[Skip to Content]
Access to paid content on this site is currently suspended due to excessive activity being detected from your IP address Please contact the publisher to request reinstatement.
[Skip to Content Landing]
March 28, 1966


JAMA. 1966;195(13):1145. doi:10.1001/jama.1966.03100130119035

This article is only available in the PDF format. Download the PDF to view the article, as well as its associated figures and tables.


Medical authors are not apt to submit for publication manuscripts which contradict facts of human anatomy, or flaunt laws of physiology. Extensive training in the basic sciences and corrective influences of friendly experts caution them against perpetrating these offenses. Yet, authors of the same manuscripts are more likely than not to contravene "anatomy" and "physiology" of experimental design and statistical "dissection." In a study of 149 articles selected at random from ten widely read and highly regarded medical periodicals, Schor and Karten (p 1123) found that less than 28% have sufficient statistical support for drawn conclusions. None of the remaining 72% could pass muster in terms of experimental design, applicability of statistical tests, and the type of analysis performed.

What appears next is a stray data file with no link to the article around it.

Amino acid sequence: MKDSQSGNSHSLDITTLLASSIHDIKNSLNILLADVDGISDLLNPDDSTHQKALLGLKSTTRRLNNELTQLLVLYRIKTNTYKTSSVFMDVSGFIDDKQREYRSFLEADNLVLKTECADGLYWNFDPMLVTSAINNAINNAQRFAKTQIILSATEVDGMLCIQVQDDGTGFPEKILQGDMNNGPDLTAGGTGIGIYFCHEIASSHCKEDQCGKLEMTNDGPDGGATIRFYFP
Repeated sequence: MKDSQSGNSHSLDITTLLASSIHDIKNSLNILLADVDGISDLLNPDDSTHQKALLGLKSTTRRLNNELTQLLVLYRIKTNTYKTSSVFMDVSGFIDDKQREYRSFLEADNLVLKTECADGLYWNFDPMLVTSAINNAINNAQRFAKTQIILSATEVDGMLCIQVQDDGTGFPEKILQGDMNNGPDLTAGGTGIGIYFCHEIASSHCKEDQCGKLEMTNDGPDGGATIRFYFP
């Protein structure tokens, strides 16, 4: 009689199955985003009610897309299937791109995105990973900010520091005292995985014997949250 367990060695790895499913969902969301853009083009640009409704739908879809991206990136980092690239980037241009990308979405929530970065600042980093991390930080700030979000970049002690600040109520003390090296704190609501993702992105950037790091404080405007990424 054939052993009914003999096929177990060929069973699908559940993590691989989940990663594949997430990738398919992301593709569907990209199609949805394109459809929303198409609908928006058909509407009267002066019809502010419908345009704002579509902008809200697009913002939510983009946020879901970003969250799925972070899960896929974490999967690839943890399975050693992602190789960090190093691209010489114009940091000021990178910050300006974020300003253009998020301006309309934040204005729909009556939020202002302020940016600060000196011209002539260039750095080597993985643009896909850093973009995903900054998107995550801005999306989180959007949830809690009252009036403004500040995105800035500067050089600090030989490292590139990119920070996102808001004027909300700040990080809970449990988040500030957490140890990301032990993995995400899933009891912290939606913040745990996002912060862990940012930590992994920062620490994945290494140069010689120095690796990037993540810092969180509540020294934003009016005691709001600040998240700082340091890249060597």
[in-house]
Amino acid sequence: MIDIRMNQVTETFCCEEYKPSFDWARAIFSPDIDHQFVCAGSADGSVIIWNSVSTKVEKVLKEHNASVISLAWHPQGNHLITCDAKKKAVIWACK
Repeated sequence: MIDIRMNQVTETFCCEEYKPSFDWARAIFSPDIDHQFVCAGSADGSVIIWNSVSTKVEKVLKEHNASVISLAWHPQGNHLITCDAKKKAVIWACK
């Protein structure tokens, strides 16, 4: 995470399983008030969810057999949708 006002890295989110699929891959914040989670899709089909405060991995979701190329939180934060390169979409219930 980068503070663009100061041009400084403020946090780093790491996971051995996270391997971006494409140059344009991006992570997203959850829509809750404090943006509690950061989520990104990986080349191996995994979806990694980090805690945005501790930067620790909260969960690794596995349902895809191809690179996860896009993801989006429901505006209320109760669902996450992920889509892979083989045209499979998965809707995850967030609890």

There is no mystery attached to causes of this delinquency on the part of a medical author. The meager biostatistical fare offered by the medical curriculum does not prepare him for

First Page Preview View Large
First page PDF preview
First page PDF preview